Dy Lab Comm, Pb (retd), Consultant And Qualified
Consultant - Hr & Legal
11th December 2008
Your post on the subject is a very useful document for all HR professionals
and more particularly to those in IT industry.
However, one observation I want to make to enlighten our colleagues in the profession is regarding the Q:19 relating to getting certification of Standing Orders under the provisions of Industrial Employment (Stnding Orders) Act 1946.
The said Act is applicable only to 'industrial establishements' as defined by Se.2(e) of the Act.
Sec.2(e) defines :
(e) “industrial establishment” means
(i) an industrial establishment as defined in clause (ii) of Section 2 of the Payment of Wages Act, 1936, or
[(ii) a factory as defined in clause (m) of Section 2 of the Factories Act, 1948, or ]
(iii) a railway as defined in clause (4) of Section 2 of the Indian Railway Act, 1890, or
(iv) the establishment of a person who, for the purpose of fulfilling a contract with the owner of any industrial establishment, employs workmen;
By this definition, IT/ITES industry is not attracted by this definition and hence the said Act is not applicable and is outside the scope of the said Act, provided they are not enaged in any manufacuring activity.
Hence, there is no need to go to the Certifying Officer for getting any approval for the employment rules of such companies.
26th December 2008 From India, Madras
27th December 2008 From India, Kakinada
I have carefully reviewed your reply. But, I beg to differ on this.
The Act in question is 'Industrial Establishment (Standing Orders ) Act 1946. It is applicable only to 'industrial establishments' as defined by the Act. This is what I had highlighted. The term 'industry' under the Industrial Disputes Act s different from the definiton of 'industrial establishment' under the IE(SO) Act.
We need to have rules and regulations for employees conduct. Normally, it is circulated as part of Employees Handbook or terms and conditions of appointment and employees acceptance is obtained therefor. These are binding on the employees. Such employees acceptance is enough for dealing with matters of dispute in labour courts.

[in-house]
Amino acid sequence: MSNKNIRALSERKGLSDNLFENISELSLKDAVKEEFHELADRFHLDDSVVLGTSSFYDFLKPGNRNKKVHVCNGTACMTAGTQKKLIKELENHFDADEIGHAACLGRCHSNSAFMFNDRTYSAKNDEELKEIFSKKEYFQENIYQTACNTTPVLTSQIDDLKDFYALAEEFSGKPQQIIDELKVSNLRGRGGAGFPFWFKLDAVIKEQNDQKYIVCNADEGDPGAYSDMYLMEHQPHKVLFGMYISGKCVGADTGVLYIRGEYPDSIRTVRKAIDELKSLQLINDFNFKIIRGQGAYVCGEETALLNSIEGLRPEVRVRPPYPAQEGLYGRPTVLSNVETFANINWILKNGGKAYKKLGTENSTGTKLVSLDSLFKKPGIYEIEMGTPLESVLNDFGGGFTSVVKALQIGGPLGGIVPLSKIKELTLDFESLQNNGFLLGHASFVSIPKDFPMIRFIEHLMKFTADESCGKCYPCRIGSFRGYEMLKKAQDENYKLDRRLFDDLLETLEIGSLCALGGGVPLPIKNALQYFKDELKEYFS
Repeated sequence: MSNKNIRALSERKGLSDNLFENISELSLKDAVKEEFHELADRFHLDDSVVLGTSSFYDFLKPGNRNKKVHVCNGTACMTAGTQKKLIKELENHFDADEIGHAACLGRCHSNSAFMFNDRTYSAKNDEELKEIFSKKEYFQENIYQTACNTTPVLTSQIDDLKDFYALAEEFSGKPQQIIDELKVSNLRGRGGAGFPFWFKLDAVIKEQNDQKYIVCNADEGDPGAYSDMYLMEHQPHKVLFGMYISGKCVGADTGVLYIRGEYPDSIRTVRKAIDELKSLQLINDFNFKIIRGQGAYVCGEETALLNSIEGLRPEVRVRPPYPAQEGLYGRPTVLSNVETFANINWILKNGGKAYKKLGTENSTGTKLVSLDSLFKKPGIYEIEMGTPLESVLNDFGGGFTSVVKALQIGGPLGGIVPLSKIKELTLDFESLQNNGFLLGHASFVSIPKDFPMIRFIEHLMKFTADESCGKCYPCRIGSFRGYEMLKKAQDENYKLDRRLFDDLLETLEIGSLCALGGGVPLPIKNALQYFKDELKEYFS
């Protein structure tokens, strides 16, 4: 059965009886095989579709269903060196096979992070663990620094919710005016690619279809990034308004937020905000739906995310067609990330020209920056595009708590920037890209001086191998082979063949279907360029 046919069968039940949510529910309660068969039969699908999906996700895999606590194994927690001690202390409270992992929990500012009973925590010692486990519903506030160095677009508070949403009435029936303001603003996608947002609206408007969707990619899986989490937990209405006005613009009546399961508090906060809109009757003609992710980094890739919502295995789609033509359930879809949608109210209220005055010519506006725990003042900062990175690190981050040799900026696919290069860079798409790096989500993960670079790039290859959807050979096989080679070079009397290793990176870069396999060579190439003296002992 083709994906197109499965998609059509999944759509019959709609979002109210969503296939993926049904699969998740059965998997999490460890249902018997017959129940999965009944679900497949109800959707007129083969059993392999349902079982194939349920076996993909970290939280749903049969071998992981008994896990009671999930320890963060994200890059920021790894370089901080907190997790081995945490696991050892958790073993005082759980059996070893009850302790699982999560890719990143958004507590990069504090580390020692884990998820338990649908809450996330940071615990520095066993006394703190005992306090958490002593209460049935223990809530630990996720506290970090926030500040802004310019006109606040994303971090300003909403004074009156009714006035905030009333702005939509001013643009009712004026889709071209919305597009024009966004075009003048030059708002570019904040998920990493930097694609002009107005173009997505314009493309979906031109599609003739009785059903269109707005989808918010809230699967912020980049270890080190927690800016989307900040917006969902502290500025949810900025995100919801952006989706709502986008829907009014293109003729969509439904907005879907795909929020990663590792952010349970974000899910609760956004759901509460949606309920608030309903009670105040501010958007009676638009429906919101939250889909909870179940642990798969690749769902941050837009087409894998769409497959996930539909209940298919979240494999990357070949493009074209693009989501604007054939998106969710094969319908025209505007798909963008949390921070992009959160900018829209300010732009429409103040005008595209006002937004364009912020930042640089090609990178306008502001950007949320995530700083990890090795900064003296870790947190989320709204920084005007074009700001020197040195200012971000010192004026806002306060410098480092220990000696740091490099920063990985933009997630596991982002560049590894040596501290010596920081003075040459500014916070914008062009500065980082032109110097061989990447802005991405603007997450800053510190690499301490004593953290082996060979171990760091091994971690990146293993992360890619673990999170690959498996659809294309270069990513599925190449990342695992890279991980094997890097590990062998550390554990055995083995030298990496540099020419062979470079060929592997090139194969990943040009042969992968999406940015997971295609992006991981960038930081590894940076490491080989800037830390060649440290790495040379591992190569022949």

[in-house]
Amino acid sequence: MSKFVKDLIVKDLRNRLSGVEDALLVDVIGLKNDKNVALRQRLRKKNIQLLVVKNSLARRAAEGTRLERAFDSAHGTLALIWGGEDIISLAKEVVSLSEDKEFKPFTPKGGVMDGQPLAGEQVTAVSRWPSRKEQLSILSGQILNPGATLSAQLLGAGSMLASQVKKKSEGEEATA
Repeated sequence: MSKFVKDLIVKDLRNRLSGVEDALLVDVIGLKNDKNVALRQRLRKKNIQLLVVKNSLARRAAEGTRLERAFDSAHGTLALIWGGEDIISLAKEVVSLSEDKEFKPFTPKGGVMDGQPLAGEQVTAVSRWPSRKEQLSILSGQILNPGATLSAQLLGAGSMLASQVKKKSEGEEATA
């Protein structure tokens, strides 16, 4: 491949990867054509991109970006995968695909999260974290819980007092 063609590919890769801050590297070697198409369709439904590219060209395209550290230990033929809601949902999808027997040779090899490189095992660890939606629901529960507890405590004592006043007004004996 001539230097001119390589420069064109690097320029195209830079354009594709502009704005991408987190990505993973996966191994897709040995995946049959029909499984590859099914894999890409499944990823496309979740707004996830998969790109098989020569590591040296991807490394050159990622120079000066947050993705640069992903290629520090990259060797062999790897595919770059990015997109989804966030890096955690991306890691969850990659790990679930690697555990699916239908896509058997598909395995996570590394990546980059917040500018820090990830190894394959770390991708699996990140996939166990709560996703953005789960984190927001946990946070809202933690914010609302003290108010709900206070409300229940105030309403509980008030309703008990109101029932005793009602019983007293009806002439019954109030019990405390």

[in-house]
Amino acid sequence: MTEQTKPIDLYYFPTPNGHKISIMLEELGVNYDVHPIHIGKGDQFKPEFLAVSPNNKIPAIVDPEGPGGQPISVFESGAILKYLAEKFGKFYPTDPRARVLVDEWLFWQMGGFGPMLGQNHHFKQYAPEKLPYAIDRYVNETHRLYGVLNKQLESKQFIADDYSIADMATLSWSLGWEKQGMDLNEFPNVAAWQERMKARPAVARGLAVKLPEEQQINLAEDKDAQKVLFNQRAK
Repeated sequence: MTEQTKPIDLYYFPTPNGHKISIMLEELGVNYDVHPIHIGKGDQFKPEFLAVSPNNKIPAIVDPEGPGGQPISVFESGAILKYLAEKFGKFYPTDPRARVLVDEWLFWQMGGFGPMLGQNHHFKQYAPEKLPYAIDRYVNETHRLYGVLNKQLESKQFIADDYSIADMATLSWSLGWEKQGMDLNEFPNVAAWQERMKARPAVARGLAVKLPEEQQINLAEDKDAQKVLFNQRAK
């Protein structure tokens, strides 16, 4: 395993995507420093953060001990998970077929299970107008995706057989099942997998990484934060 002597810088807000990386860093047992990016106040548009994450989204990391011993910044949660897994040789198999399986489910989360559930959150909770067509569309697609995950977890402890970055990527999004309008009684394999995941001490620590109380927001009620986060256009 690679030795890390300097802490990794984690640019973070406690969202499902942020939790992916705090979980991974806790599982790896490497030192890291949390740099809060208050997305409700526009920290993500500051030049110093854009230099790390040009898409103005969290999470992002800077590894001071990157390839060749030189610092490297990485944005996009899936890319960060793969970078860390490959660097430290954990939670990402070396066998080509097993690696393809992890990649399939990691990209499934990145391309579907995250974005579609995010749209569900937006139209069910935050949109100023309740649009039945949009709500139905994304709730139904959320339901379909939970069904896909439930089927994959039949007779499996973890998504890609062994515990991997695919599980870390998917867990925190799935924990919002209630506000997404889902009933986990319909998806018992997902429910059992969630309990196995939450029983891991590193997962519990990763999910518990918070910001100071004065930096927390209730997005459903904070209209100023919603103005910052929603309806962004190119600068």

Not having rules and regulations is one thing and not having cerified rules and regulations under the Act is totaly a different one.
All I am saying is as per the extant law today. as far as the IT/ITES companies are concerned, they can frame their rules and regulations for employees and it is not mandatory for them to go to the Certifying Officer for certification under the Act.
27th December 2008 From India, Madras
Sir, I appologise in differing with your views expressed in response to a query by Sh. R.Sundrarajan. I venture to point out that the definition of 'industry' under the Industrial Dispute Act, 1947, quoted by your goodself in this column is still not in operation although the same is an amended definition under Industrial Disputes (Amendment) Act, 1982 (Act 46 of 1982). The courts are still bound by the existing definition of 'industry' under the Industrial Disputes Act, 1947 Act according to which the word 'industry' means any business, trade, undertaking, manufacturig or calling employers and and includes any calling, service, employment, handicraft or idustrial occupation or avocation of workmen.
However, the provisions of the Industrial Employment (Standing Orders) Act, 1946 are not necessarily applicable to the 'industry' under the ID Act, 1947 but are applicable to the 'Industrial Establishments' defined under the Act,1946. It is suggested that let the readers be not confused regarding the provisions of these two legislations and they may read them independently; meaning thereby that - for example - a factory employing 18 workmen may be covered under the ID Act 1947, but may not be covered under the SO Act, 1946
14th April 2009 From India, Chandigarh